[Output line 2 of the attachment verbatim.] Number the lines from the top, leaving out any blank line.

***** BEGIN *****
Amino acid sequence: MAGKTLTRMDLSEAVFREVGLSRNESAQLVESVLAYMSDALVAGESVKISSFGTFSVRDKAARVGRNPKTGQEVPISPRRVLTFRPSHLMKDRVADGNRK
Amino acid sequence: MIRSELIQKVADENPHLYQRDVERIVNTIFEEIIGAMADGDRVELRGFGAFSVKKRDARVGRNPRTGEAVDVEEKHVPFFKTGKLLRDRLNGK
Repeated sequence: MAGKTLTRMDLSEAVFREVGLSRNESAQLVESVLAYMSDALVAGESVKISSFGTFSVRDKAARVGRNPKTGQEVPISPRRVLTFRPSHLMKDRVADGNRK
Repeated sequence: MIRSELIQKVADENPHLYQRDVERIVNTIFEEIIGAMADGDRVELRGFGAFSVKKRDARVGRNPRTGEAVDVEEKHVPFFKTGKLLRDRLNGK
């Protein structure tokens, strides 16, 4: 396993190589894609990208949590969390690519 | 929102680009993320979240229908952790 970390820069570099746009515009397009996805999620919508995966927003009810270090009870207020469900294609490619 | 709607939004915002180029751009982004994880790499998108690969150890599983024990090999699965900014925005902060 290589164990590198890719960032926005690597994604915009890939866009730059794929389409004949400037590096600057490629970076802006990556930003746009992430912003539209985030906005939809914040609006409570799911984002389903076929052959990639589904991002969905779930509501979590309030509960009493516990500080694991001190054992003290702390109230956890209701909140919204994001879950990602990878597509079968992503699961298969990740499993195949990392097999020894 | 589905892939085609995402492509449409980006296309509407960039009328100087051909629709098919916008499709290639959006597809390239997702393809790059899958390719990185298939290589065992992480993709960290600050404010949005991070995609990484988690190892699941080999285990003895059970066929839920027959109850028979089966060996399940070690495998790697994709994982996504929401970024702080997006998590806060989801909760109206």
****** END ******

Amino acid sequence: MIRSELIQKVADENPHLYQRDVERIVNTIFEEIIGAMADGDRVELRGFGAFSVKKRDARVGRNPRTGEAVDVEEKHVPFFKTGKLLRDRLNGK